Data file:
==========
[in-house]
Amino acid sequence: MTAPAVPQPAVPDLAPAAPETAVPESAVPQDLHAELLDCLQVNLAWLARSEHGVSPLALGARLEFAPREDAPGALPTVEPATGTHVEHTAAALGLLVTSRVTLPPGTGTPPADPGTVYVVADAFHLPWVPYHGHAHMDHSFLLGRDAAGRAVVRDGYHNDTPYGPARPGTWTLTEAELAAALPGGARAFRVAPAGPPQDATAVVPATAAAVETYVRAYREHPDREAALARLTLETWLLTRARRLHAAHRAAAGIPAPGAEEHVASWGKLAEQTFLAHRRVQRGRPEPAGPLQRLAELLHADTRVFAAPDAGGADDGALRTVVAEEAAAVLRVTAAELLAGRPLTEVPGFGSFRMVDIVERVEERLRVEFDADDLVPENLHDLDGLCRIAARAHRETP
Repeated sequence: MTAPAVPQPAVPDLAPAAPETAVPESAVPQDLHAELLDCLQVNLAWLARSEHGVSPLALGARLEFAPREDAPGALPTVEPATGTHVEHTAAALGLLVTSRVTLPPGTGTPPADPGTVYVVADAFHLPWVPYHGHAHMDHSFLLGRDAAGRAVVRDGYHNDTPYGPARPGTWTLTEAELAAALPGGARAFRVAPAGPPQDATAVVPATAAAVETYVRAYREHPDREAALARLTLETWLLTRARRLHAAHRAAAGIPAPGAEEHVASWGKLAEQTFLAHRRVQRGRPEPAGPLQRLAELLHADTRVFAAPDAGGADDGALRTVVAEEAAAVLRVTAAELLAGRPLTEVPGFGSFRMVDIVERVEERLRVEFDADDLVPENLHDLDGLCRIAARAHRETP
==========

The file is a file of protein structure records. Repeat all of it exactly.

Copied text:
[in-house]
Amino acid sequence: MTAPAVPQPAVPDLAPAAPETAVPESAVPQDLHAELLDCLQVNLAWLARSEHGVSPLALGARLEFAPREDAPGALPTVEPATGTHVEHTAAALGLLVTSRVTLPPGTGTPPADPGTVYVVADAFHLPWVPYHGHAHMDHSFLLGRDAAGRAVVRDGYHNDTPYGPARPGTWTLTEAELAAALPGGARAFRVAPAGPPQDATAVVPATAAAVETYVRAYREHPDREAALARLTLETWLLTRARRLHAAHRAAAGIPAPGAEEHVASWGKLAEQTFLAHRRVQRGRPEPAGPLQRLAELLHADTRVFAAPDAGGADDGALRTVVAEEAAAVLRVTAAELLAGRPLTEVPGFGSFRMVDIVERVEERLRVEFDADDLVPENLHDLDGLCRIAARAHRETP
Repeated sequence: MTAPAVPQPAVPDLAPAAPETAVPESAVPQDLHAELLDCLQVNLAWLARSEHGVSPLALGARLEFAPREDAPGALPTVEPATGTHVEHTAAALGLLVTSRVTLPPGTGTPPADPGTVYVVADAFHLPWVPYHGHAHMDHSFLLGRDAAGRAVVRDGYHNDTPYGPARPGTWTLTEAELAAALPGGARAFRVAPAGPPQDATAVVPATAAAVETYVRAYREHPDREAALARLTLETWLLTRARRLHAAHRAAAGIPAPGAEEHVASWGKLAEQTFLAHRRVQRGRPEPAGPLQRLAELLHADTRVFAAPDAGGADDGALRTVVAEEAAAVLRVTAAELLAGRPLTEVPGFGSFRMVDIVERVEERLRVEFDADDLVPENLHDLDGLCRIAARAHRETP